She said her department will be digesting the three reports and come out with its own report in the fall to address Cowper’s recommendations.
Cowper proposes a number of wide-ranging reforms including a province-wide crime reduction plan, measures to resolve criminal cases earlier and reduce the number of delays and backlogged cases and a major overhaul of how prosecutors handle files.
A significant recommendation Cowper’s makes is to establish a new Criminal Justice and Public Safety Council within the Justice ministry. It would be responsible for development of an overall strategy for the criminal justice system, one that ensures effective collaboration among the various stakeholders.
“Previous efforts to reform criminal case process have been disappointing. In my view their failures occurred for primarily two reasons: the failure to successfully collaborate with other justice participants in framing the reform, and the failure to ensure that needed changes would work across the system. There are many worthwhile proposals which will be reviewed and recommended, but success will depend greatly on effective collaboration in the detailed planning and introduction of new reforms,” says his report.
The Legal Services Society made a number of recommendations in its report. Mark Benton, LSS executive director, said in a release that the reforms are aimed at reducing costs and reallocating the savings to legal aid.
“Our experience has taught us that a small investment in legal aid can result in savings in other areas of the justice system,” he said. “We believe our proposals will help people resolve their legal problems faster and when that happens they are less likely to experience legal problems in the future which is an additional benefit not just to the justice system, but to society as a whole.”
Jamie Maclaren, a Vancouver lawyer and executive director of the Access Pro Bono Society of British Columbia, says although he agrees with the LSS’ recommendations, they don’t go nearly far enough to increase the incentive for private lawyers to take on legal aid cases.
“The most striking aspect of the report to me was the description of how our legal aid tariff rate has declined by 27 per cent since 1991, and how the number of practising lawyers taking legal aid referrals has nearly halved in the past decade,” said Maclaren.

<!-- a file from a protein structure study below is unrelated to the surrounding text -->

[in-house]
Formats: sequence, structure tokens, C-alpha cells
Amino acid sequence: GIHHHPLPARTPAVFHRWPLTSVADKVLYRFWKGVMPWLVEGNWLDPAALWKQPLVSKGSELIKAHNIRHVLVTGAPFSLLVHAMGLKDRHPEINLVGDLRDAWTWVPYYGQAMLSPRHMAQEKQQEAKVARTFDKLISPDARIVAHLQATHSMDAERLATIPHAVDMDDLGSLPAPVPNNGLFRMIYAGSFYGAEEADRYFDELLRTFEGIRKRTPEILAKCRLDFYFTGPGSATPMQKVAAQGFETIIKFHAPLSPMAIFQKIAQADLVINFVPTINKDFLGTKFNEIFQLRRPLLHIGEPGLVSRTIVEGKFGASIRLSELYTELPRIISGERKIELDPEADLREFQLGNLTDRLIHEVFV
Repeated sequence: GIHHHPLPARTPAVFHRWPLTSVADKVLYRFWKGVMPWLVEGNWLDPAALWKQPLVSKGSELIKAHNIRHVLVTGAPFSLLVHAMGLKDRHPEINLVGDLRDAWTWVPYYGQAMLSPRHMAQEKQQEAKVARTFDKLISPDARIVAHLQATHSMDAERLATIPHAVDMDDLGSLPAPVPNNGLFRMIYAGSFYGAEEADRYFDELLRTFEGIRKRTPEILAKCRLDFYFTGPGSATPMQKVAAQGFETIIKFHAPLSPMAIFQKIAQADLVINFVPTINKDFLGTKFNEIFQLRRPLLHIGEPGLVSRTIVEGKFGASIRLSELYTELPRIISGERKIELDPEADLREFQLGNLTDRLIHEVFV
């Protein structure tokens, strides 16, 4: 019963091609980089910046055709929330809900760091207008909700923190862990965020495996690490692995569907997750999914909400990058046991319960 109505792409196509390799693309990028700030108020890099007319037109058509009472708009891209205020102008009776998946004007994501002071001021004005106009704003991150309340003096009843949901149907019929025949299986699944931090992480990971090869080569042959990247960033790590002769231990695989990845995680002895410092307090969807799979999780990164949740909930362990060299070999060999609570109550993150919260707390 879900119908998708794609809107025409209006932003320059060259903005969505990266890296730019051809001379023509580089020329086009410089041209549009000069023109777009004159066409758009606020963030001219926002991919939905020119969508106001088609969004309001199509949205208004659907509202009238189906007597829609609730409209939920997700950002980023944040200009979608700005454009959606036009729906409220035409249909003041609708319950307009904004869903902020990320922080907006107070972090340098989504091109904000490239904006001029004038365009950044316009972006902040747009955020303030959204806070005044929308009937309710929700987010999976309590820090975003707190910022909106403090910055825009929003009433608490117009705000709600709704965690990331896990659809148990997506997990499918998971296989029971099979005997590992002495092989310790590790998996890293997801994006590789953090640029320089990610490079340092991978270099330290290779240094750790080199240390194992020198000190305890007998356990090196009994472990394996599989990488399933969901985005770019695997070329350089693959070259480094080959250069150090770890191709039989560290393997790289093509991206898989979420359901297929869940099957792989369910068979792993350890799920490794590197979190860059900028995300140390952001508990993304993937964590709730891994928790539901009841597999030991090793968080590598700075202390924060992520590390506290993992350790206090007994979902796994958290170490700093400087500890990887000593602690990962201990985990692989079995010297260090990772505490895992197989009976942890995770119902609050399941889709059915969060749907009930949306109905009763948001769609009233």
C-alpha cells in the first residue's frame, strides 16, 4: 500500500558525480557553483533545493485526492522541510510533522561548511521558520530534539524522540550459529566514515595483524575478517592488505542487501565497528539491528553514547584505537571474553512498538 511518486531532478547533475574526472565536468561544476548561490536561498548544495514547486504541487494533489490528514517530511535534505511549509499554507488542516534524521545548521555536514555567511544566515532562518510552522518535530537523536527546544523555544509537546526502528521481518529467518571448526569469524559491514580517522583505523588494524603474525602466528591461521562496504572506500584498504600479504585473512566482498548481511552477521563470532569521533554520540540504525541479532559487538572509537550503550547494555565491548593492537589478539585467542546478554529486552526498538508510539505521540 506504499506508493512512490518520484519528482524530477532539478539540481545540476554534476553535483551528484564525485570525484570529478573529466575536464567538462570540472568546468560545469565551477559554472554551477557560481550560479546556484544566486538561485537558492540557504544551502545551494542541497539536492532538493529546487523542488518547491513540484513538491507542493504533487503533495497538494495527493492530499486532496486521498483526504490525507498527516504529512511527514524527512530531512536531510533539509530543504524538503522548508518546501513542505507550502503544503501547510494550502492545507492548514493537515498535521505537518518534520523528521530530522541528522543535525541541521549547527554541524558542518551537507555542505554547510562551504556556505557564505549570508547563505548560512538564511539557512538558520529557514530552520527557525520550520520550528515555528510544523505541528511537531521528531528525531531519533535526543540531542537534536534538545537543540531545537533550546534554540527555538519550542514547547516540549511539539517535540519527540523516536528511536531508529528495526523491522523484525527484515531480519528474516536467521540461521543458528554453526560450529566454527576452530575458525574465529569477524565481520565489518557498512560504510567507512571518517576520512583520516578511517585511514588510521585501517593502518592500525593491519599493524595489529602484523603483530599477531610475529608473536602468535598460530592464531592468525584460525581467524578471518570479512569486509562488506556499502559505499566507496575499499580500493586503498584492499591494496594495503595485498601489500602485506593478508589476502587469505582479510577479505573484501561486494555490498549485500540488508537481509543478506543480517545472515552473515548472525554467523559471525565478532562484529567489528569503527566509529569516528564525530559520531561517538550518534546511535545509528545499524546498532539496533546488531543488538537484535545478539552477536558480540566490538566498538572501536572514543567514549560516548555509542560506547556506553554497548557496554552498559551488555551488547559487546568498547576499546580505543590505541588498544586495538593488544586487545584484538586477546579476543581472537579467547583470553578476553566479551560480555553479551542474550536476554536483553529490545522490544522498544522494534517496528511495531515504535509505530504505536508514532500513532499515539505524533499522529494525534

“No matter how much we reform our family law and criminal justice systems — and heaven knows they need substantial reform — the government can’t expect LSS to switch from a staff lawyer service model to a private lawyer service model without substantially incentivizing the private bar to take on legal aid files.”
The LSS made recommendations in five main areas, including family law reforms, expanded criminal duty counsel, video and tele-bail, non-lawyer service providers, and problem-solving courts.
Under family law reforms, the LSS proposed that there be more duty counsel and community-based advice services to increase the availability of family law services; provide assistance for housing and debt problems; and expand mediation referrals.
For the criminal law system, the LSS suggested that rather than have lawyers accept assignments on an ad hoc basis, specific lawyers should be assigned to the same court on an ongoing basis.
The LSS also recommended that the justice system make greater use of video and tele-bail to cut down on transportation costs. It referred to the Burnaby Justice Centre that provides 24-7 access to judges for bail hearings via video link and telephone.
In terms of non-lawyer service providers, the report emphasizes the need for legal information outreach workers and aboriginal community legal workers to help people navigate the justice system.
Maclaren said non-lawyer service providers need to start providing legal aid.
“Many of the lawyers that are currently taking on legal aid files are treating the files as pseudo-pro bono work. To some extent, legal aid has become another form of charitable service rather than a robust system for ensuring that the rights of marginalized people are respected according to the rule of law,” he said.
Finally, the LSS suggested creating problem-solving courts such as drug courts, mental-health courts, domestic violence courts, and First Nations courts, which already exist in some provinces and territories.
Maclaren says he doesn’t expect these changes to happen overnight. “It will take much greater reforms to the justice system as a whole to make a noticeable difference in access to justice by way of legal aid, absent new funding,” he says.
The chief justices of all three levels of the B.C. courts yesterday said they had received all three of the reports and will consider further comment once they’ve had a chance to review them.
Bruce LeRose, president of the Law Society of British Columbia, provided the following statement to Legal Feeds: “The law society will study the report but notes on an initial review that Mr. Cowper has made a number of recommendations to address how he believes the justice system could be better managed and to identify the institutional elements he considers necessary for the system as a whole to succeed. His recommendations call on all justice system stakeholders to work together to address concerns raised during his consultations. The law society remains engaged in this important process and looks forward to working with everyone involved to improve public outcomes and maintain a sound justice system.”
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Gail J. Cohen